The Forsaken by Ace Atkins

3 Mins read
Ace Atkins, The Forsaken

This crime thriller series featuring Sheriff Quinn Colson of Jericho, Mississippi has been widely praised for raising the standard in Southern crime novels. It’s a puzzling characterisation. Perhaps it’s inevitable, as cultural homogenization and Wal-Mart have taken over this country, but the people didn’t behave, speak, think, or live in a landscape that seemed uniquely Southern.

Sheriff Quinn Colson does not come off the page. He’s kind of laid back, kind of taciturn, kind of boring. Several of the women characters are more enjoyable such as mart-ass Chief Deputy Sheriff Lillie Virgil (good banter with Colson) and townswoman-with-a-fractured-past Diana Tull. The assorted criminals, low-lifes, and ne’er-do-wells are mostly off-putting and two-dimensional. Also, is it really necessary for there to be a beheading any time Mexicans are involved in a story? It seems like authorial shorthand to show how badass they are. We’ve reached a sorry state when fictional beheading has become ho-hum.

The set-up of the novel is this: In 1977, 17-year-old Diana Tull and her 14-year-old girlfriend Lori Stillwell were abducted on a lonely country road by a badly scarred black man driving a gleaming Monte Carlo. Diana was raped, shot, and left for dead, and Lori was murdered. Within days a local motorcycle gang, the Born Losers (yes, really) vowed to avenge these crimes on behalf of their member, Lori’s father, and abduct a black loner, beat him, and lynch him.

Sheriff Colson’s absent father – a former Hollywood stunt man – was loosely affiliated with the biker gang and witnessed the execution. Colson’s uncle, the former sheriff, allowed the crime to take place and didn’t investigate, following the precepts of the let-sleeping-dogs-lie school of law enforcement. Even though Diana told him she’d seen the murderer again, several weeks after the crime, he did nothing. The lynched man lived alone in a shack in the woods, owned practically nothing and certainly no fancy car; nor did he have the terrible scars that Diana described. Why the townspeople are surprised to eventually learn the wrong man was lynched is a mystery.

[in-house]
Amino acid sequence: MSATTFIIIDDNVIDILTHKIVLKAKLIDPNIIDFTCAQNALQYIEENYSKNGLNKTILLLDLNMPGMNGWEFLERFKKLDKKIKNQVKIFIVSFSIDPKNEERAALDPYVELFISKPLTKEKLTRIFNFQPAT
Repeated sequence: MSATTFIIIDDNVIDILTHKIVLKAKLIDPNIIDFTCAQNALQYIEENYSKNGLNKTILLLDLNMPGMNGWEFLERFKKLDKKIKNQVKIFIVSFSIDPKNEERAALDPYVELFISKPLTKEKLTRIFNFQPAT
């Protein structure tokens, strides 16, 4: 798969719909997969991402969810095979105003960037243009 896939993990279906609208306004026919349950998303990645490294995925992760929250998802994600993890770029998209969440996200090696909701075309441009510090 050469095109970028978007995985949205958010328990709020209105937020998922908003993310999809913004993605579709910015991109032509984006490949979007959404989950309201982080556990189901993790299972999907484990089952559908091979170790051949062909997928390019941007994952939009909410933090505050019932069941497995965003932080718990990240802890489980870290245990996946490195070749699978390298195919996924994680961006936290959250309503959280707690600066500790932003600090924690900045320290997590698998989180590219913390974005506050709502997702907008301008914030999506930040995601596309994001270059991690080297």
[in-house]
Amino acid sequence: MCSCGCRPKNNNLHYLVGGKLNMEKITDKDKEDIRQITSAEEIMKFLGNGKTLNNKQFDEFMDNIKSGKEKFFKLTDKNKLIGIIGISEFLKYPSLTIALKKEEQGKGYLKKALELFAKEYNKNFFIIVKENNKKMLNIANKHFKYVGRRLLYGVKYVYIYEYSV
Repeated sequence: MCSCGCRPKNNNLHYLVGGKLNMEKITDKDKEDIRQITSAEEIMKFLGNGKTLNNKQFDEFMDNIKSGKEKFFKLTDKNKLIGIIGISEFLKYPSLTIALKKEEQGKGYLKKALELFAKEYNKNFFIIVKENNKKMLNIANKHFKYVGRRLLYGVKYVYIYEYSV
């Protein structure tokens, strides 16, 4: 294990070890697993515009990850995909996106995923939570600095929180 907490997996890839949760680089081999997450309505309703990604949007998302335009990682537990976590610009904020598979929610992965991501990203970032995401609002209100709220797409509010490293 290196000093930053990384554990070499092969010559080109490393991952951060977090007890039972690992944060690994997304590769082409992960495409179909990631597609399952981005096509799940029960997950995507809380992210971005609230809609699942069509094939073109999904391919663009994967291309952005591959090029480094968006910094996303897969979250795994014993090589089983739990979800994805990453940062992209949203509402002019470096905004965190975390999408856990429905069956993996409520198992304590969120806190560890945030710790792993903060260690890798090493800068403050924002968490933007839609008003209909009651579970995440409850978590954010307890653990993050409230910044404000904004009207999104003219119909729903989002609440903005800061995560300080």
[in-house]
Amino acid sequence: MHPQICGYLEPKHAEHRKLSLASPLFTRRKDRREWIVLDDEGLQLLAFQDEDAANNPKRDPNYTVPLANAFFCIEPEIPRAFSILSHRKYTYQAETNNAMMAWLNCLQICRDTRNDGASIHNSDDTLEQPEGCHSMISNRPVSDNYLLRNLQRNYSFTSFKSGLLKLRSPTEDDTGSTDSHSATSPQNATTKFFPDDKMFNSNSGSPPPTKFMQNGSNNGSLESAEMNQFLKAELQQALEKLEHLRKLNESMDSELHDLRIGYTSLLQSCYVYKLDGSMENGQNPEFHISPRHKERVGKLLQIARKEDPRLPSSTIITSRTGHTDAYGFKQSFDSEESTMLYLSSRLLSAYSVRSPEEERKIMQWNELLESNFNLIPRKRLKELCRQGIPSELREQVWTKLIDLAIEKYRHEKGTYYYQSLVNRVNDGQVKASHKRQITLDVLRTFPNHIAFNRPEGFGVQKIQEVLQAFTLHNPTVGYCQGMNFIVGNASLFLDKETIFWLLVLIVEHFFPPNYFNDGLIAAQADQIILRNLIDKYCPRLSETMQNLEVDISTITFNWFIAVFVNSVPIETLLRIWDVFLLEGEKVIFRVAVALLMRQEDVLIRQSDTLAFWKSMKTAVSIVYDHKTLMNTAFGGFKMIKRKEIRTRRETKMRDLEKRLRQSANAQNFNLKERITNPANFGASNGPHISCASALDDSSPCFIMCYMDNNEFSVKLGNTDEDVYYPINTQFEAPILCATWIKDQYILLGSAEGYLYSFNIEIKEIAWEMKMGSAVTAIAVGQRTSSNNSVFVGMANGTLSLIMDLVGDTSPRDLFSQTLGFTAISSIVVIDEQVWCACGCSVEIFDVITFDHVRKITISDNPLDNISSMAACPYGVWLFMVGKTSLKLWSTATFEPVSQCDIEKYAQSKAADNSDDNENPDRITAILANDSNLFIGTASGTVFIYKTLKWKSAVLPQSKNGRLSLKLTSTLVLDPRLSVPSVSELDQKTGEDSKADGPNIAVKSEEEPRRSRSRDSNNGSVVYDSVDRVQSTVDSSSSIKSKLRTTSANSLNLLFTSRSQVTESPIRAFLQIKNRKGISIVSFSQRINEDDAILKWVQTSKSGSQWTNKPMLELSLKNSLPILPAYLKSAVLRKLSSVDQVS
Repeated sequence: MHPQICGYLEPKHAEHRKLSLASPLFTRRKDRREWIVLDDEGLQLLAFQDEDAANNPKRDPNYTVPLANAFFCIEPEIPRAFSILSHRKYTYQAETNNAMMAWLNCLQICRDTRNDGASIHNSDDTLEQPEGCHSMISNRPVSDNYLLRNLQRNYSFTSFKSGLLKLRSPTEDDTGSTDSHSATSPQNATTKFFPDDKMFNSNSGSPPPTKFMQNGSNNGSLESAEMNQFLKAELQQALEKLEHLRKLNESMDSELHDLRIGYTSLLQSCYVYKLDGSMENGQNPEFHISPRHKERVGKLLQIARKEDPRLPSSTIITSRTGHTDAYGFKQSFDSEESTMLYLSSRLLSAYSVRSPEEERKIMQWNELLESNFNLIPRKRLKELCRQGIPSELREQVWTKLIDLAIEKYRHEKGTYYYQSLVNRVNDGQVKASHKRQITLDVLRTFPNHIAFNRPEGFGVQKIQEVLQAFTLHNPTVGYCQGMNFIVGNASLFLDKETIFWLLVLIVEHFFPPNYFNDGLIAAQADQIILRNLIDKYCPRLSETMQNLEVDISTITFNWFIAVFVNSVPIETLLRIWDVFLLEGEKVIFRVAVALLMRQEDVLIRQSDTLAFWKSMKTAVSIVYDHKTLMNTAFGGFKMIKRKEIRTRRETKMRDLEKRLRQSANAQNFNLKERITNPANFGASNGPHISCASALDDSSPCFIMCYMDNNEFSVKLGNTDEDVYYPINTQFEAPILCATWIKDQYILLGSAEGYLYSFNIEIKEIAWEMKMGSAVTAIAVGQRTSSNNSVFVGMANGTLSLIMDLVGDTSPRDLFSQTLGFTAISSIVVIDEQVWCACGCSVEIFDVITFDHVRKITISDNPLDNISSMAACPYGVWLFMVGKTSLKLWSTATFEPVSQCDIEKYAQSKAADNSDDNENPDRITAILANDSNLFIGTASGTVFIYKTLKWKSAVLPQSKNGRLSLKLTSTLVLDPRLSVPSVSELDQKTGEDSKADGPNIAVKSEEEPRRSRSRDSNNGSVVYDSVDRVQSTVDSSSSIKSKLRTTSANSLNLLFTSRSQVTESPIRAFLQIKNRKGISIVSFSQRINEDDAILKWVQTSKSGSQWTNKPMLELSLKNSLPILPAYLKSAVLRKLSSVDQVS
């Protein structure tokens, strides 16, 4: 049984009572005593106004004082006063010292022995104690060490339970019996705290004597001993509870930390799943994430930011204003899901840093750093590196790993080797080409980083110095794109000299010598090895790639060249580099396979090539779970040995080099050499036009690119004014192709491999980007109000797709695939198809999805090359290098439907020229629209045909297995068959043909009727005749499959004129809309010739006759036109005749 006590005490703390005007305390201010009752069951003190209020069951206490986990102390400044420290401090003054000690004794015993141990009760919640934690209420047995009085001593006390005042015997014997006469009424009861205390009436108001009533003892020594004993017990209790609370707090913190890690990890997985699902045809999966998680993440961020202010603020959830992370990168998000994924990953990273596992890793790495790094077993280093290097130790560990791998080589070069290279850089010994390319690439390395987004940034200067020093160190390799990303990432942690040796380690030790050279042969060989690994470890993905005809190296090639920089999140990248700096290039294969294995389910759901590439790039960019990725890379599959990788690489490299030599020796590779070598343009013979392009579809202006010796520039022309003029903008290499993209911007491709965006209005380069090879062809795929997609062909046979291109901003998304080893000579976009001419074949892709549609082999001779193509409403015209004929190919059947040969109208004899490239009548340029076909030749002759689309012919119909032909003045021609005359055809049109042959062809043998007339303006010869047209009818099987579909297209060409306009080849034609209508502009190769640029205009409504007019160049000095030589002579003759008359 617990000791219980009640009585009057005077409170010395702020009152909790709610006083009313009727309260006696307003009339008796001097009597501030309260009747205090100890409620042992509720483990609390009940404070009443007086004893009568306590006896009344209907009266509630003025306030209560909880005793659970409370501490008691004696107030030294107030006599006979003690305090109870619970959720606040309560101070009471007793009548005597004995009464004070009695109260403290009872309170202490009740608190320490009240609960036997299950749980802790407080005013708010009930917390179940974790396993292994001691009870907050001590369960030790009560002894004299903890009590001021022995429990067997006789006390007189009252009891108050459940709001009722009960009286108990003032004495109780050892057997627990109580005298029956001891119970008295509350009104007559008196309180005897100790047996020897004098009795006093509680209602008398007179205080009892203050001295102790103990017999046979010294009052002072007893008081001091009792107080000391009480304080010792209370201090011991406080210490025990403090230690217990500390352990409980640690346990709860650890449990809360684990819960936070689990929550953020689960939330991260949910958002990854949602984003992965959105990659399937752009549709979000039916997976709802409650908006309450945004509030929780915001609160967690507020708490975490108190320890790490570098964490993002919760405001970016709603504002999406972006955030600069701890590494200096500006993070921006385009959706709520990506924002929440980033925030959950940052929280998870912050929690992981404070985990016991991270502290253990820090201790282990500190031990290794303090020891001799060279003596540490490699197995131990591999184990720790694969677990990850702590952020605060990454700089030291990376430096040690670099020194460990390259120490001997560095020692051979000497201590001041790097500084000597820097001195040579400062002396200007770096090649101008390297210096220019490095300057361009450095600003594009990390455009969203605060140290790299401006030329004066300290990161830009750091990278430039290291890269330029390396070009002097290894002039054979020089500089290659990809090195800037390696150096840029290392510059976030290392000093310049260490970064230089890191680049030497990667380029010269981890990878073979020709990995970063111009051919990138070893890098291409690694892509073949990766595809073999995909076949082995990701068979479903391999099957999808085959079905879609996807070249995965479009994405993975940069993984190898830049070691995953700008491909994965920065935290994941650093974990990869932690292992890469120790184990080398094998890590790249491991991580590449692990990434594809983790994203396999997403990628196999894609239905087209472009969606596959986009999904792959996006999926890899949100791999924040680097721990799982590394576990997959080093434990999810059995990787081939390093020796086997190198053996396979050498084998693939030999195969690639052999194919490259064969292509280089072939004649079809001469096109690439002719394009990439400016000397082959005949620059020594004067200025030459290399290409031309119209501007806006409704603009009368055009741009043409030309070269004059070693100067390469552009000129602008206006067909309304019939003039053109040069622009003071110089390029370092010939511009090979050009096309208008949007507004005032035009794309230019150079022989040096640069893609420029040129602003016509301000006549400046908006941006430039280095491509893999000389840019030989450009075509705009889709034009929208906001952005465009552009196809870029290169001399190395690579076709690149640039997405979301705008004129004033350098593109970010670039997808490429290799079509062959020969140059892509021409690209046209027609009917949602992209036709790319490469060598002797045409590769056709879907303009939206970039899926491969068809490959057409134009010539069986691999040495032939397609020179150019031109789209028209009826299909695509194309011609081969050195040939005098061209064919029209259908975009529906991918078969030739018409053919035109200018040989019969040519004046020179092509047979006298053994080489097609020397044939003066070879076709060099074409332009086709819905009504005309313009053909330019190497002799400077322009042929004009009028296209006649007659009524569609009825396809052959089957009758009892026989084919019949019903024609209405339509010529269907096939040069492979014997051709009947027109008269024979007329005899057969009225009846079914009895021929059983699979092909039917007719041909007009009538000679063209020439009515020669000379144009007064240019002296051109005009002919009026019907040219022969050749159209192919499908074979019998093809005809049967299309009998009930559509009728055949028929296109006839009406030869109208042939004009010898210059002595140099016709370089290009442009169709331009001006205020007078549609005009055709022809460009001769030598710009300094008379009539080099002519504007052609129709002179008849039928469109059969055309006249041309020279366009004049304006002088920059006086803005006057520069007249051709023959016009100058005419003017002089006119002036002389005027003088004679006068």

Fast-forward to the current day, and the pot is boiling. The old sheriff is dead, replaced by his nephew Quinn. Quinn’s arch-enemy, the drug-dealing whore-monger Johnny Staggs wants to be rid of him and put into office someone friendlier to his self-enrichment schemes. Quinn and Lillie are being harassed regarding several deaths in a shoot-out (a plot-line that is pretty much dropped). Diana is a successful store-owner who, initially egged on by Lori’s father – now an impoverished drunk – has decided for reasons not entirely clear to reignite the investigation into the tragedy of the murder and lynching. Finally we have Chains LeDoux – the leader of the Born Losers in its heyday is about to be released from state prison.

Though the Born Losers are no longer young men, they are at least true to their group identity and rally up to raise hell and keep local tattoo artists and beer distributors in business. To his credit, Sheriff Quinn is not ready to consign the resurfaced lynching to the cold case file, and investigating it predictably causes all kinds of secrets to slither out into daylight.

The novel switches back and forth between events in the late-1970s and the current day. None of those shifts pose a problem in the print book, because the flashbacks are italicised. There’s a map of the area printed on a black background with type that’s too thin to read, making it a little useless. I like maps, ordinarily, and appreciate the impulse.

I’m prepared to believe readers of Atkins’s other four novels in this series have become attached to the characters and may like this one better than I do. While the theme of revisiting past crimes and depredations in order to establish responsibility is worthy, in this book, we learn next to nothing about the nameless victim of the lynching, enabling scant emotional investment in the crime’s unraveling.

Ace Atkins was selected by the Robert B Parker estate to continue writing books for the popular Spenser private investigator series. You can read our review of Lullaby here. Our review of the earlier Quinn Colson novel, The Ranger, is here. Already out as a hardback, the paperback of Forsaken comes out 3 September


CFL Rating: 3 Stars

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